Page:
What we appreciate about most European sportbike tuners is the track bias of their work. Euro riders have access to a plethora of incredible racetracks and that exposure to closed-circuit riding naturally rubs off on many of the overseas builds. Whether at Brands Hatch in the UK, Jerez in Spain or Mugello in Italy, it’s quite easy—and pretty cheap—to secure a track day and rip around locales most of us in the states will only see on the Speed Channel. As a result, the mods made over the pond lean towards road racing. Stock suspension and brakes are swapped for WSB-spec units, and an emphasis on weight savings usually trumps cash spent on aesthetic upgrades. Which brings us to a pair of barely street-legal sportbikes that you’d be lucky to find on any showroom floor.
German tuner and Yamaha dealer Dominik Klein is representative of dealerships at the top of their game. This hands-on shop owner demonstrates a passion for Yamaha performance which has gained him notoriety stretching far beyond his shop and onto every pit lane he frequents. Feast your eyes on two of his best—a ridiculous R1 and a track-built FZ1, street ready and foreign-focused.
In track trim, no street is...
In track trim, no street is ready for this beast.
Hate or love the ‘big-bang’ engine and its unique sound, the 2009 R1’s overall package leaves ample room for powering out of a bend. But the stock bike is sorely in need of a diet and added grunt in order to compete with the class leaders of 2012.
Klein was quick to sort both of these major grumbles. Starving the portly R1 meant losing nearly everything required for the road. The shop then swapped out the standard chassis parts for lightweight running gear that included the likes of forged magnesium PVM wheels. Not only were they lighter, but the wheels also worked in conjunction with top-spec Öhlins suspension components for a chassis nearly glued to the asphalt. Ben Spies WSB-replica carbon fiber bodywork along with TTSL carbon-fiber fenders and tank shed even more weight. The result? More than 65-pounds shaved off the scale.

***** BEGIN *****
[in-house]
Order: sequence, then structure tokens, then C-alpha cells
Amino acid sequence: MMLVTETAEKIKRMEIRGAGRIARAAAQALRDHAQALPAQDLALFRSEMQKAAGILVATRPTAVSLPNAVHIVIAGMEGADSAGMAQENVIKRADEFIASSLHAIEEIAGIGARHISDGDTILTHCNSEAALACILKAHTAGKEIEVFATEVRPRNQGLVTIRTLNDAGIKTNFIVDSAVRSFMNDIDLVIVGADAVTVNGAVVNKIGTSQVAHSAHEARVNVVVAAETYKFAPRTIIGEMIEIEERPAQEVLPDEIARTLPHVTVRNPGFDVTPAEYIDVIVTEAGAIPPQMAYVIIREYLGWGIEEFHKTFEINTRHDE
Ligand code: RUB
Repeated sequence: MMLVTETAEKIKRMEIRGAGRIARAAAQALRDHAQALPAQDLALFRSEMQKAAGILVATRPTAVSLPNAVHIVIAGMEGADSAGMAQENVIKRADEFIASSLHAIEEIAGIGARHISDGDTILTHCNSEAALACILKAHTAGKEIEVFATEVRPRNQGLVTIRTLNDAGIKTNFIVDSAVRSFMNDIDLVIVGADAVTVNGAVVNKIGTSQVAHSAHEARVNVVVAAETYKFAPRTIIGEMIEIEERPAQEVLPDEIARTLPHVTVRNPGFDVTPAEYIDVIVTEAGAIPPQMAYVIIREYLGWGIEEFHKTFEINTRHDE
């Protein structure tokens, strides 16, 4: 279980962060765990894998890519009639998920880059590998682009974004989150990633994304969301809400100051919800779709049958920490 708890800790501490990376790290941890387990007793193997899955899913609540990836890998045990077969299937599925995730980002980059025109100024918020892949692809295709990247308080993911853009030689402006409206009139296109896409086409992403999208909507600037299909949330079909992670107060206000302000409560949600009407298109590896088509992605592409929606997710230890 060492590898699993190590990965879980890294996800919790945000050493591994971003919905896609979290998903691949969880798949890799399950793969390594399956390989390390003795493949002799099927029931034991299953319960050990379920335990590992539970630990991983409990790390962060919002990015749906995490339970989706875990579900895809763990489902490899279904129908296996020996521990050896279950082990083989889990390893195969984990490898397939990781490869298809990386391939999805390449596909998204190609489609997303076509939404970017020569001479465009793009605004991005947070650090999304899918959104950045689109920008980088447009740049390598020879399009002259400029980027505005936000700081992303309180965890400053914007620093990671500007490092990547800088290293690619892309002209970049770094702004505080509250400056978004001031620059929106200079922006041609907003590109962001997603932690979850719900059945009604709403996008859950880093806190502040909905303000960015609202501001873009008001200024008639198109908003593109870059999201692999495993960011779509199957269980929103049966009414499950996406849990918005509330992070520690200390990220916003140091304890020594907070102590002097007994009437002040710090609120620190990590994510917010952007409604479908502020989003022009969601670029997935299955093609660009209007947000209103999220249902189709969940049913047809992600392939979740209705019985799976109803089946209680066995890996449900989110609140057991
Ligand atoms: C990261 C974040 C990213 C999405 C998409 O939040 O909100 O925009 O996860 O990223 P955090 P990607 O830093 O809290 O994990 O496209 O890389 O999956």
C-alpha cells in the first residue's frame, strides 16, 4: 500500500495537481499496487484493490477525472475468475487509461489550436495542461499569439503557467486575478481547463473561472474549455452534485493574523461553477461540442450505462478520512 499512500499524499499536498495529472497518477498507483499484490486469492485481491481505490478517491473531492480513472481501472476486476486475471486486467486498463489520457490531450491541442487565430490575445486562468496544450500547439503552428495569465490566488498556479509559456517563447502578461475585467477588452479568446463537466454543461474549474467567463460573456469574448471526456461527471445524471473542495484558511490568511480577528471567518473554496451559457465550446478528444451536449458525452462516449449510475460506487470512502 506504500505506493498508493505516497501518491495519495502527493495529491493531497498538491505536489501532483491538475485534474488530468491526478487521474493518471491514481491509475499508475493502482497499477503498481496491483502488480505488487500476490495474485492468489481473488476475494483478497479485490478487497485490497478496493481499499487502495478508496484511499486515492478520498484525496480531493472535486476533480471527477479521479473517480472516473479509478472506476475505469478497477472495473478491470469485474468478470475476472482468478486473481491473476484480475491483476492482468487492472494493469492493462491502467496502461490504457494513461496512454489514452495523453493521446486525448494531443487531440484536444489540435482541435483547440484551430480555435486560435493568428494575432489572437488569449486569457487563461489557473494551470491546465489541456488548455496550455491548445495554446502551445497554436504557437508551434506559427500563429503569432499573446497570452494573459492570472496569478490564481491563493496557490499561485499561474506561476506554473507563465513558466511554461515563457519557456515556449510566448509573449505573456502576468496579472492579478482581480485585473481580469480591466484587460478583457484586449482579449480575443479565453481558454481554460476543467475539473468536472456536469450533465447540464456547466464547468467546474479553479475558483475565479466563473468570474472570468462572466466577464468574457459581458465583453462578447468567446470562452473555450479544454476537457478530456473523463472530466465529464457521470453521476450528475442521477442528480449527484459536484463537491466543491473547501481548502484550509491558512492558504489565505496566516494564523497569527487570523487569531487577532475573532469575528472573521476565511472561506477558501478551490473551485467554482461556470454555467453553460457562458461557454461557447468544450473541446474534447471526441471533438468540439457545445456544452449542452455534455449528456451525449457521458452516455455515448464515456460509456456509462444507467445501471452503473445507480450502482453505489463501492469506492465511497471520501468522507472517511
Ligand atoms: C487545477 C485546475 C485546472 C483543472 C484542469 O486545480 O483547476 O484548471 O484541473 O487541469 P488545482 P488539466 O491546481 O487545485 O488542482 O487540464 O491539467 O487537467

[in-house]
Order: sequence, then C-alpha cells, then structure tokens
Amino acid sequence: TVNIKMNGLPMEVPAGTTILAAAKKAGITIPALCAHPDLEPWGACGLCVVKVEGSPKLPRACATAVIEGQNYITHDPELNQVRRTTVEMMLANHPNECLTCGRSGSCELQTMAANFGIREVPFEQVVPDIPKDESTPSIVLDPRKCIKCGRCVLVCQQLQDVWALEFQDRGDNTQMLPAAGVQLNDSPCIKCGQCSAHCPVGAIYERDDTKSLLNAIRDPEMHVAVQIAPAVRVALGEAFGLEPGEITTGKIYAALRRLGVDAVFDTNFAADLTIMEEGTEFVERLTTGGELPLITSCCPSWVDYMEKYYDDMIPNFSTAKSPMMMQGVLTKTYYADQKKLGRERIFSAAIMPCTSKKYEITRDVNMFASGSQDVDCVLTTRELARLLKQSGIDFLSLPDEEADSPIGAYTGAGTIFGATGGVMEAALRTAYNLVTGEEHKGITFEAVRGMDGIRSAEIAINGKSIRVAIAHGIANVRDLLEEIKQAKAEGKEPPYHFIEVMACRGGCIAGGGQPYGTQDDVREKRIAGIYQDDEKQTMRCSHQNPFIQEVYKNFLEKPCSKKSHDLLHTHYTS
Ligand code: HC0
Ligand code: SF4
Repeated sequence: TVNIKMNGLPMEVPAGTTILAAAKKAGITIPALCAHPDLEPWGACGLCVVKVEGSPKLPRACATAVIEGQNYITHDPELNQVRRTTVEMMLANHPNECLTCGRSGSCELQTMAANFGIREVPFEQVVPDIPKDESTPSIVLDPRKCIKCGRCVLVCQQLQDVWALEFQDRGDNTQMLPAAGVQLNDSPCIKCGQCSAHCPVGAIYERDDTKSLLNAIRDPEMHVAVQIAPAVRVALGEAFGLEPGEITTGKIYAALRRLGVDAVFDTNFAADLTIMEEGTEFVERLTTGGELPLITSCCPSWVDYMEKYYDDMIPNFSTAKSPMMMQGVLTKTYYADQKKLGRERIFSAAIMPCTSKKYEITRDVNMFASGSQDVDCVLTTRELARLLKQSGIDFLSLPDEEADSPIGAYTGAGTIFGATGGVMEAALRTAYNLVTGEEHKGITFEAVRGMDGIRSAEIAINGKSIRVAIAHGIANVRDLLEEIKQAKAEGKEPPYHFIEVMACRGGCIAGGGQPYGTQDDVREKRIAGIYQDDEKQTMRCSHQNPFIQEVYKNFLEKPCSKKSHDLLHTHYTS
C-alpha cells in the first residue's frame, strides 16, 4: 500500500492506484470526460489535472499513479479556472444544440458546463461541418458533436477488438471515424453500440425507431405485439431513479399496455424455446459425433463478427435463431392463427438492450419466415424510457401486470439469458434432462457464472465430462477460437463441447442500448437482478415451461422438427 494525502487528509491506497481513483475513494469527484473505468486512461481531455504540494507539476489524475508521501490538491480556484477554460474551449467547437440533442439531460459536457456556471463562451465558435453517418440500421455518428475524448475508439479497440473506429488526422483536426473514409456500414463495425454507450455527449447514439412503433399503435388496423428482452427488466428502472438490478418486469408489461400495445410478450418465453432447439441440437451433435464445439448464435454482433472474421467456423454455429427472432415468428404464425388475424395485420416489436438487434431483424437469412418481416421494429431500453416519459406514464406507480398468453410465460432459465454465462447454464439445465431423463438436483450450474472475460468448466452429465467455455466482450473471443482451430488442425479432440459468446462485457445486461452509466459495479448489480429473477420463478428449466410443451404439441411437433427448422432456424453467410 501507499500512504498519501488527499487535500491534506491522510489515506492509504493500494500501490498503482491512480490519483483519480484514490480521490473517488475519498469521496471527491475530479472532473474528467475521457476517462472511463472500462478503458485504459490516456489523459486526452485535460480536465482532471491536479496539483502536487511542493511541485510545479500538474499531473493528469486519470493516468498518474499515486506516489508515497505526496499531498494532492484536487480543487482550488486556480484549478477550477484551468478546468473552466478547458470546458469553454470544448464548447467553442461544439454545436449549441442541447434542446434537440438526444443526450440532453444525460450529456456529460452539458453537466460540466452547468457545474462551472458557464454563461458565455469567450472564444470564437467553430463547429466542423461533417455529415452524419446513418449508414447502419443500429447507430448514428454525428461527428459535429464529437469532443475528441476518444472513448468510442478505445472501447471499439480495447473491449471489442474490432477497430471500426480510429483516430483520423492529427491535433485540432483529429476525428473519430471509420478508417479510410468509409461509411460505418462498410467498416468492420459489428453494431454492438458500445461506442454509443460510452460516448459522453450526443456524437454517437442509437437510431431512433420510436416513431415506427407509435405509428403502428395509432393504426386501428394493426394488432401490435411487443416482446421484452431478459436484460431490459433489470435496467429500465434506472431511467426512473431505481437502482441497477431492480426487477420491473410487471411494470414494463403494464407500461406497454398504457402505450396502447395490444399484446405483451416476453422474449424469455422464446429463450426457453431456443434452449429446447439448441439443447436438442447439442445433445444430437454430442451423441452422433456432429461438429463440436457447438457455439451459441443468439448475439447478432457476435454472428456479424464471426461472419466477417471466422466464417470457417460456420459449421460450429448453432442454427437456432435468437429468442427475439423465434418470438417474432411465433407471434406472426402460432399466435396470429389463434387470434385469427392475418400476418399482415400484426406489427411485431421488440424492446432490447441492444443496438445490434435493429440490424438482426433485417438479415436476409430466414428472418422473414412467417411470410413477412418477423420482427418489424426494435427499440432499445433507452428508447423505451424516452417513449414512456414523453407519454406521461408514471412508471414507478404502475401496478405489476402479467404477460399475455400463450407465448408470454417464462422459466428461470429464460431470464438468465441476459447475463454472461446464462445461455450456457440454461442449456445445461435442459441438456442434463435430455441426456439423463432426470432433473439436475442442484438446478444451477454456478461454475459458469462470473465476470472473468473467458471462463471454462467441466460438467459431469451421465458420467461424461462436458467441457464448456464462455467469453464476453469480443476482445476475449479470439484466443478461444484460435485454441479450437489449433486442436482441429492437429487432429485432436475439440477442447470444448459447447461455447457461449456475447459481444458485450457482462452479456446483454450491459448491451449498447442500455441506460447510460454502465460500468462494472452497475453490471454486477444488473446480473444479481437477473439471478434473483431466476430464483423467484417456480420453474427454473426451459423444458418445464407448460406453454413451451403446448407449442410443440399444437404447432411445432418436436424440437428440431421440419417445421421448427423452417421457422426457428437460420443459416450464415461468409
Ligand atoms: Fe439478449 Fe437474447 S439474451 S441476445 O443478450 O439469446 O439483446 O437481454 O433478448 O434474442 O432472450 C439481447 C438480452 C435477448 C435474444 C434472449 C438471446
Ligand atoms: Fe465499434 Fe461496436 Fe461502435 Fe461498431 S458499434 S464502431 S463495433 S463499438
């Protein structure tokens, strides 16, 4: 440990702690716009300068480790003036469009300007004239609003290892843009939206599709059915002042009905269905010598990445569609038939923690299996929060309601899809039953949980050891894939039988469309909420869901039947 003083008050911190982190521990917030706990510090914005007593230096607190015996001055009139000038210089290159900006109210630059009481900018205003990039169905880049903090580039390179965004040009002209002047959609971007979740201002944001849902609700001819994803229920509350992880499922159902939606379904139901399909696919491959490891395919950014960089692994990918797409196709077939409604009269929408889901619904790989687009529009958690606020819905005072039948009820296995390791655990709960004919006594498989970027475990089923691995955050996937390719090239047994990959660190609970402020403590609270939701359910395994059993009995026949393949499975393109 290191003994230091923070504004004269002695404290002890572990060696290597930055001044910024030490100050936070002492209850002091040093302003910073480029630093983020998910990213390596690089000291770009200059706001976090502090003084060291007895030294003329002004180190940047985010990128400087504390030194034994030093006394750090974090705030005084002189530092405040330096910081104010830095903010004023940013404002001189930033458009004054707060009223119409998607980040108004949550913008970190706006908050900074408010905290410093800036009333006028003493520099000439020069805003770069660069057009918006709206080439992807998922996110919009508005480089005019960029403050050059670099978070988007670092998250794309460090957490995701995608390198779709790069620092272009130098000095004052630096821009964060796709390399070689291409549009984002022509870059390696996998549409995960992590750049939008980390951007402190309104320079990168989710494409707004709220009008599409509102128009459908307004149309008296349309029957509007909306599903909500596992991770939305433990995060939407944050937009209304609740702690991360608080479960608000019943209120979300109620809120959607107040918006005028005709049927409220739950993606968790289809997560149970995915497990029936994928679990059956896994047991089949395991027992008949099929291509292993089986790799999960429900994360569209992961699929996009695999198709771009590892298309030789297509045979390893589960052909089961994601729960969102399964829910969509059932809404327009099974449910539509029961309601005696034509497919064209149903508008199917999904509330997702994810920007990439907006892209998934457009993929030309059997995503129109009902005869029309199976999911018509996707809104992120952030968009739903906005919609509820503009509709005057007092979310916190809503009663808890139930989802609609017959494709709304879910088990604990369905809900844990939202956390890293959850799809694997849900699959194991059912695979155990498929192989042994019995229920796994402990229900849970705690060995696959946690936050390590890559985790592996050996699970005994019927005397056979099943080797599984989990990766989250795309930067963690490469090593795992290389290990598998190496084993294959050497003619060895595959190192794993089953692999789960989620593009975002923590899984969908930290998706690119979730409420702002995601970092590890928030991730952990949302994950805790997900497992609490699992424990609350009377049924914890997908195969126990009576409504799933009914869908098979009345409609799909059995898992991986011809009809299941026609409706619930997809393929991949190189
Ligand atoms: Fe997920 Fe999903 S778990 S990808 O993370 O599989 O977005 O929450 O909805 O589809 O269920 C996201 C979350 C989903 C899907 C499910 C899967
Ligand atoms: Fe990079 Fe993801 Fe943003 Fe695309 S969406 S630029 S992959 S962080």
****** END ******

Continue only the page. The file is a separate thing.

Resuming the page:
The motor wasn’t safe from the fat trimming program either. Dull engine components were ripped out, tweaked within an inch of their lives, rebalanced, polished and ported. The internal operations bumped compression to a hefty 13.6:1. Yamaha Race-kit parts (YEC) ranging from the ECU to a head gasket and velocity stacks bumped power further. A full titanium Akrapovic race exhaust spewed fumes leftover from a special map Klein created for a Motty Electronics four-channel air/fuel module that further dialed up thrust. When the motor massaging concluded the final dyno numbers read a claimed 192 HP.
The standard R1 is a fantastic streetbike, but not a perfect racer. So I tried to keep that fantastic rideability of the R1 for an uncompromising racebike. "
Keeping it all under control was a joint effort between an Öhlins damper, Italian-made GRIPone traction control and French Superbike-spec wave rotors gripped by SBS sintered brake pads. What could not be kept under control was the total build cost. If you ride your own ’09 R1 into Dominik Klein’s workshop and hand him $26,000, you too can be a proud owner of such a track master.
2009 Yamaha R1
Front End: PVM magnesium wheel, Öhlins FGRT 43 fork and damper, Magura master cylinder, French SBK-spec wave rotors, SBS pads, BKG triple clamps and clip-ons, S/S brake lines
PVM magnesium wheel, Öhlins TTX36 shock, French SBK-spec wave rotor, SBS pads, S/S brake lines
Akrapovic full system, ported cylinder head with modded valve guides, Race-kit head gaskets, ECU, wiring harness and velocity stacks, rebalanced rods and pistons, modified cams, clutch and air box. Motty Electronics A/F tuning system, GRIPone TC unit, Tellert CTS quickshifter, Böckers radiator
TTSL carbon-fiber tank and mudguards, Spies Replica carbon-fiber bodywork, Gilles Tooling rearsets